Although Lisa continues to threaten to move back to New York City, aided and abetted by Oliver’s mother, we know she loves him and will never leave without him.  Despite their arguments, Lisa and Oliver are frequently seen kissing and hints are given about them retiring to their room together. In real life, Albert and Gabor were dear friends and they are both buried in Westwood Village Memorial Park Cemetery in Los Angeles. Tom Lester, Eb, credited Albert with helping him as an actor and being a surrogate father to him; the two remained close friends until Albert passed away.

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There are many cross-overs with Petticoat Junction and the Beverly Hillbillies. Sam Drucker was featured in both Green Acres and Petticoat Junction. Some of the characters visited each other on various episodes. It is funny that Bea Benaderet starred in Petticoat Junction as well as the radio show Granby’s Green Acres which means Green Acres was based on her radio show and was a spin-off of her television show. In 1968, a Beverly Hillbillies Thanksgiving Show united cast members from all three shows.

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With 170 episodes, it’s hard to come up with the best five, but after looking at various polls and tv guide reviews, I will do my best to represent the majority’s votes:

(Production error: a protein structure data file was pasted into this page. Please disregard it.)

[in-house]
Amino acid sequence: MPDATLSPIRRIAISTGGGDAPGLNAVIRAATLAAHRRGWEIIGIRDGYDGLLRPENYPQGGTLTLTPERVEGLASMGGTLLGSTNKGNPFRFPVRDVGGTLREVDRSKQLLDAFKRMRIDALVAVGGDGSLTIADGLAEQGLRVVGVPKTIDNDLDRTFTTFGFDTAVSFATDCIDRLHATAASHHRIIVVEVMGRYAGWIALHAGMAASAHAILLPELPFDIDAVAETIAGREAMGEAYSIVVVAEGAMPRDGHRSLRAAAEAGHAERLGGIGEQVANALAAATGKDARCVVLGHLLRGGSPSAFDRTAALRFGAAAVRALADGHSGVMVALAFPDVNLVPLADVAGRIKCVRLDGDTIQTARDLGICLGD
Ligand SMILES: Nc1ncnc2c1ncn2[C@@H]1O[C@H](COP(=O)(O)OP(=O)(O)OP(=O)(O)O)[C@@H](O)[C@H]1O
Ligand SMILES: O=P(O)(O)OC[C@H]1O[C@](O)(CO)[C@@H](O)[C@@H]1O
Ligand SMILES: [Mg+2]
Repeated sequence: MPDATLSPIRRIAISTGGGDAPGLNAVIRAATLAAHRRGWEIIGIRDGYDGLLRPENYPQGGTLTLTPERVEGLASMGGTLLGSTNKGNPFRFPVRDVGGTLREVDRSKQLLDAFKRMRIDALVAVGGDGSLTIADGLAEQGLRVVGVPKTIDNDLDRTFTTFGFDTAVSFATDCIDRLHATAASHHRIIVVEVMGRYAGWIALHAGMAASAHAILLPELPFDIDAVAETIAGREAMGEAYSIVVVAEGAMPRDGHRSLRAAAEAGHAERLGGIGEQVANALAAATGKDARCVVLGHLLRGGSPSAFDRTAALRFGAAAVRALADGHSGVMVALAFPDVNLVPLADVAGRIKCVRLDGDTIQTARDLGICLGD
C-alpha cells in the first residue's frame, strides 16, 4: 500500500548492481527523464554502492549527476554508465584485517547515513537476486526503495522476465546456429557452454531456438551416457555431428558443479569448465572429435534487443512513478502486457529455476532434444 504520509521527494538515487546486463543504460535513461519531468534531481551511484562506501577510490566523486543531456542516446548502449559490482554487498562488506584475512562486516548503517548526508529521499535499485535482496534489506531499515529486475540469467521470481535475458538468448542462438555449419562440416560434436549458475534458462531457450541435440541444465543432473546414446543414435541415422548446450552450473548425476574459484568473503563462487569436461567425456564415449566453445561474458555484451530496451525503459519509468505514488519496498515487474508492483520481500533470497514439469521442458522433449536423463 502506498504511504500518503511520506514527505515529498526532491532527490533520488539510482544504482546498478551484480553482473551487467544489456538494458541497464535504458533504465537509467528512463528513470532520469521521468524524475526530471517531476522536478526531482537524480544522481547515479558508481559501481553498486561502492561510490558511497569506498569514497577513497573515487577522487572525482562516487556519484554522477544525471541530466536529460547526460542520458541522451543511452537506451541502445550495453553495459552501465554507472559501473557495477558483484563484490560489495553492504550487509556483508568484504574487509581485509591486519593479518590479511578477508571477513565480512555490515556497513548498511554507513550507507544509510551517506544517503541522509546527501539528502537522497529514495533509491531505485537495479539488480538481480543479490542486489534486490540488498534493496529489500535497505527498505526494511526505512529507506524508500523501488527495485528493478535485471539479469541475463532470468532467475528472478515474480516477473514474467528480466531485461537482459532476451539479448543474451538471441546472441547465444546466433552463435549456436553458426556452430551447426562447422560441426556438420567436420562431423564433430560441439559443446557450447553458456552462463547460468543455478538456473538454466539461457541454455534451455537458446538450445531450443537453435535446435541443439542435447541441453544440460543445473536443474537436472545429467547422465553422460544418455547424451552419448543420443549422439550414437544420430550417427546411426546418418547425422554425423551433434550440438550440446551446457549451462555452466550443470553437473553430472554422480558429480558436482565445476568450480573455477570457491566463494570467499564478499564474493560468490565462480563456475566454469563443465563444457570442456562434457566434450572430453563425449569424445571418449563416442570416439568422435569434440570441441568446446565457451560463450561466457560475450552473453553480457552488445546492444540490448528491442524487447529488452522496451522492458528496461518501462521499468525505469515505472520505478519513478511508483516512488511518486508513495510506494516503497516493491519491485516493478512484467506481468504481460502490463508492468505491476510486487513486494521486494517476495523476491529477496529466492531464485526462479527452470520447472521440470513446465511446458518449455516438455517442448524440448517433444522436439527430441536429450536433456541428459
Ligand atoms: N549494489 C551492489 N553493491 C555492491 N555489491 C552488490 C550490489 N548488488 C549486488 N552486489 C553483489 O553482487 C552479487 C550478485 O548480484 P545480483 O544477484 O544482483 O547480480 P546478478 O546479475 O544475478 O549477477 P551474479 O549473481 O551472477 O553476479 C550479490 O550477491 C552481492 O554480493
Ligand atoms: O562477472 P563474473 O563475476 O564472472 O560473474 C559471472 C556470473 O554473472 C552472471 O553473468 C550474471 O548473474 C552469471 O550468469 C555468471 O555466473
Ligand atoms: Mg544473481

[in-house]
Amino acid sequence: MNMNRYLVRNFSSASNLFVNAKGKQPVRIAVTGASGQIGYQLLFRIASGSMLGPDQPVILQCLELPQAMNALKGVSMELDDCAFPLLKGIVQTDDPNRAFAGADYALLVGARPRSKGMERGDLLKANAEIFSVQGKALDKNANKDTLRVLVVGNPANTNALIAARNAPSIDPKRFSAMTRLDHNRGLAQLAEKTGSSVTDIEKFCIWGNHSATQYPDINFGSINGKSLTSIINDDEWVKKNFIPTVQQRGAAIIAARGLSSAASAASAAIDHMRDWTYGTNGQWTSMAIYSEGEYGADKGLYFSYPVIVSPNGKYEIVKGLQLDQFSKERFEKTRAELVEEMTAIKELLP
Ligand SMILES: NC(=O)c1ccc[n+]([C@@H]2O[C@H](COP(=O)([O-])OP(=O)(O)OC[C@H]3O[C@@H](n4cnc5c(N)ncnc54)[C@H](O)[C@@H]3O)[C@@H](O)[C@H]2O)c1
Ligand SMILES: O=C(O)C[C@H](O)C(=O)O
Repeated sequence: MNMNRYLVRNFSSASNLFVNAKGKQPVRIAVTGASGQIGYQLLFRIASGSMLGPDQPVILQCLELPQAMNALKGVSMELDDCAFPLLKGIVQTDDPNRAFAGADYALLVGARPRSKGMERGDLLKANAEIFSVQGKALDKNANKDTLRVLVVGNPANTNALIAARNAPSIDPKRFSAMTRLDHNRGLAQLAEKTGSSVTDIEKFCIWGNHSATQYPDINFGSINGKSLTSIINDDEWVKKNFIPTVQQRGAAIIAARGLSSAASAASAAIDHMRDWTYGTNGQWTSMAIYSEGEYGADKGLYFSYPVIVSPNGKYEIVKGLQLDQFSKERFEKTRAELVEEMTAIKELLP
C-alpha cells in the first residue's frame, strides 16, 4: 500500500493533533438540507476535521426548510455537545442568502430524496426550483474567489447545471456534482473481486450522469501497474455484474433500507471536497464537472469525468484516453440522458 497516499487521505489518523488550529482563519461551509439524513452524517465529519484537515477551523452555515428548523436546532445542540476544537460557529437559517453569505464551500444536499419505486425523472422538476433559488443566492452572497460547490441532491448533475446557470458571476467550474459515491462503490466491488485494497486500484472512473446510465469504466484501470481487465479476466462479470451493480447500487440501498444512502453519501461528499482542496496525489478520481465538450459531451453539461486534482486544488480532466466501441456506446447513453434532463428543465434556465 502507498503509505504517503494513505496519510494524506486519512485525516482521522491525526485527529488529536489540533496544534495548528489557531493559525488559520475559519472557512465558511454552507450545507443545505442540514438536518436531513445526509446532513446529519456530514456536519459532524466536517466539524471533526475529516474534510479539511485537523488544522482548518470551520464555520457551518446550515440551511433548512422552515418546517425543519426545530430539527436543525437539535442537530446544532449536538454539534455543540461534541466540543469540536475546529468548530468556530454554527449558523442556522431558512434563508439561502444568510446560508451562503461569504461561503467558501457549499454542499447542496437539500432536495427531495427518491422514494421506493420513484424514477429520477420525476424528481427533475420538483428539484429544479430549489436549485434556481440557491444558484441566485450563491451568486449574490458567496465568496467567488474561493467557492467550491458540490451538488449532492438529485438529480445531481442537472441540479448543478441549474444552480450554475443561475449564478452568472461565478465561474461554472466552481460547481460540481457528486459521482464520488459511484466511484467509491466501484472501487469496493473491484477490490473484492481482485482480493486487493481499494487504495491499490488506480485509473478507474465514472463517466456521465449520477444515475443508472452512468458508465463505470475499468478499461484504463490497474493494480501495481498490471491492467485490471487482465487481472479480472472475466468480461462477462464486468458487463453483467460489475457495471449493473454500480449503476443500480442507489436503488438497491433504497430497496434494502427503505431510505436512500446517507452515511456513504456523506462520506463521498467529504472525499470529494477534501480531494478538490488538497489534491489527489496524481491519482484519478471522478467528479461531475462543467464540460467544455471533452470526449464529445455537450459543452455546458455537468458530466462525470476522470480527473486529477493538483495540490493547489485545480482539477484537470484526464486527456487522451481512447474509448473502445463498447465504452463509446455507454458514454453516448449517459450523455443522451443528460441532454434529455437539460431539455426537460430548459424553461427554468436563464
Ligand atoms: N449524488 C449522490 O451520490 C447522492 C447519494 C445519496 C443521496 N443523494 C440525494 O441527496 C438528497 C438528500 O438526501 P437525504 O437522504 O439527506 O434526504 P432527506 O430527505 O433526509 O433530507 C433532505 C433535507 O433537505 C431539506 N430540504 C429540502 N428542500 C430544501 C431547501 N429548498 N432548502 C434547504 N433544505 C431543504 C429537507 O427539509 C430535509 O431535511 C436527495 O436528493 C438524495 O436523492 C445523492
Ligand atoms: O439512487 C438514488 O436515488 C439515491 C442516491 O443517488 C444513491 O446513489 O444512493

“Music to Milk By” – Eb wants to win a radio contest and he has to listen day and night which cuts into his chores, especially when the cow swallows the radio.

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“I Didn’t Raise My Pig to be a Soldier” – Arnold Ziffel gets a draft notice. Oliver acts as his attorney before the draft board. They are assuming Oliver is making fun of them with the pig and the real Arnold is elsewhere. After a lot of explanations and some time in jail, Oliver convinces them Arnold is really a pig.  The end of the show has Oliver back before the draft board because Ralph Monroe, a woman, who they think is a man, has been drafted.